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Stretch Daily for Better Living/Better Cycling

 

By Lorri Lee Lown
Certified USA Cycling Expert Coach

In cycling, as in everyday life, flexibility is important to achieve optimum performance. Think about bike maintenance for a minute. When you lubricate your chain, you're ensuring that it moves as smoothly as possible, hopefully helping you ride faster. Flexible joints do the same thing. If your joints don't move smoothly, it takes more effort for you to move your legs, and the bike. Inflexibility causes resistance to movement.

Flexibility is affected by a number of factors we can't control such as genetics, gender, the structure of your bones and ligaments. Muscle imbalance (for example, really strong quads but weaker hamstrings), can cause muscle shortening and stiffness. But most importantly, flexibility can be improved over time. The more you stretch, the more flexible you can become. But just like muscle strength, flexibility also diminishes if you don't keep training. So, it's important to stretch daily.

Inflexibility is a function not only of tight muscles and connective tissues (ligaments), but also of joints that aren't sufficiently warmed up. As you begin each training session (riding, resistance training, stretching), start with a 10-15 minute warm-up session. Begin with general movement such as walking or easy riding. Then slowly increase the intensity and specificity (i.e., if you're going for a ride, then ride - if you're doing upper body resistance training, perform arm and trunk movements).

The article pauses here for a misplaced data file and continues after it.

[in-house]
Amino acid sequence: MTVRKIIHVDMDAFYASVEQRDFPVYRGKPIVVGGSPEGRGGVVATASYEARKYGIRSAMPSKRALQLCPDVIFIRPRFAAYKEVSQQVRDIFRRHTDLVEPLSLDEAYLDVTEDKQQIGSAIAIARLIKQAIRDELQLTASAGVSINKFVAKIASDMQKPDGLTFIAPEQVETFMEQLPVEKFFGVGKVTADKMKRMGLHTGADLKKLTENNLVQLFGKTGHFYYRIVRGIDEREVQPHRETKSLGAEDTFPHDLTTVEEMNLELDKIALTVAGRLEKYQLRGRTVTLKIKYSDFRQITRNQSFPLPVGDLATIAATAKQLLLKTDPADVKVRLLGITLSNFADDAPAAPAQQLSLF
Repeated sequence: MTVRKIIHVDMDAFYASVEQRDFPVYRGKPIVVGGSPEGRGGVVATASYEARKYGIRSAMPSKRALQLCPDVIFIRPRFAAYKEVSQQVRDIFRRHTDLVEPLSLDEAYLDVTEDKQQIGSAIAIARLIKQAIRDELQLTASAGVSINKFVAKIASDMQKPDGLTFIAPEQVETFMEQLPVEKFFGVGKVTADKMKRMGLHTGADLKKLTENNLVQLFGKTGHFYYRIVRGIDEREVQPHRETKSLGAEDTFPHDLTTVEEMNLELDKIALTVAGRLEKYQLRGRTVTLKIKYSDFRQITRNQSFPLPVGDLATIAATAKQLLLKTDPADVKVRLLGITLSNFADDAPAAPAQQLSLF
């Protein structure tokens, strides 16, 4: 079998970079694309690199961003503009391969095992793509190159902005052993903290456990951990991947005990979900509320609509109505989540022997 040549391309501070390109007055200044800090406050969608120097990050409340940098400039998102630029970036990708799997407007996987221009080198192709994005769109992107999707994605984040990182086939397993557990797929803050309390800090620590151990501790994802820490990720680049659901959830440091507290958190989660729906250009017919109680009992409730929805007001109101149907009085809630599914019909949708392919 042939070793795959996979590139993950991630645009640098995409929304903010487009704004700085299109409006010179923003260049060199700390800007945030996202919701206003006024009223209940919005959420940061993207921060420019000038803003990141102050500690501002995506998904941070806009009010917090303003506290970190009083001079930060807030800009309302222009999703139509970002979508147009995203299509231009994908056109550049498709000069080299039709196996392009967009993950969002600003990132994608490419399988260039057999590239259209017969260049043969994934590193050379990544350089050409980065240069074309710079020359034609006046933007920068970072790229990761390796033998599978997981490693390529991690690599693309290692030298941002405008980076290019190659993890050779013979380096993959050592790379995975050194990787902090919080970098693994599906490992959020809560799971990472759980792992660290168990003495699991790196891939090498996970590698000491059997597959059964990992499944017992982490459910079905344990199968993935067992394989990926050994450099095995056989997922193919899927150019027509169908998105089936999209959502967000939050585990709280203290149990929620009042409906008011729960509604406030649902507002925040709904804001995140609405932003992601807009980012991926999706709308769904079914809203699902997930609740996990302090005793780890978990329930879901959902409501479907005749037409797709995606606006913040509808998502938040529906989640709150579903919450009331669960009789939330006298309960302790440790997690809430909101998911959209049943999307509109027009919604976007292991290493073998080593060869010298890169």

Always stretch when your core body temperature has been warmed up. This means you should do about ten minutes of easy cardio (focusing on the area you plan to stretch) BEFORE you stretch. Specifically, if you're focusing on your lower body, go for a quick spin or a jog or do jumping jacks. A gradual warm-up is very important because it changes the focus of blood circulation from your internal organs to your skeletal muscles. It also warms up and thins the synovial fluid in your joints, so they're more lubricated and prepared for movement.

So, if you're going riding, try to do a quick warm-up, then get off the bike, stretch, then continue riding. It's also a good idea on long rides to stretch during rest stops.

Stretching pre-ride will help lubricate your joints for optimal performance. Stretching during a ride will help keep you limber and alleviate the build-up of lactic acid and other muscle waste products (which are thought to cause muscle fatigue). Stretching after a ride may help reduce delayed onset muscle soreness (DOMS), which occurs 24-72 hours after you've ridden.

Hold each stretch for at least ten seconds (the longer the better) and try to relax the muscles you're stretching. This will allow you to stretch even further. Keep breathing and really focus on relaxing the muscle you're stretching. Then rest and repeat the stretch for another ten seconds or more. Never do ballistic (bouncing) stretches. You should be able to feel the stretch, but stop before you're in pain.

Also be aware of the positioning of your joints. Don't perform a stretch that places a joint in an unnatural position (i.e. twisting your knee in a quad stretch). This will only cause stress on the joint and may contribute to pain and injury.

 


Lorri Lee Lown is a Certified USA Cycling Expert coach who offers coaching services to recreational and competitive road riders. She resides in San Mateo, California.

To find out more about Lorri, and her coaching services, please go to BicycleCoach.com and visit her Professional Profile page: http://www.bicyclecoach.com/profile.php?id=Lorri@VeloGirls.com 

 

 

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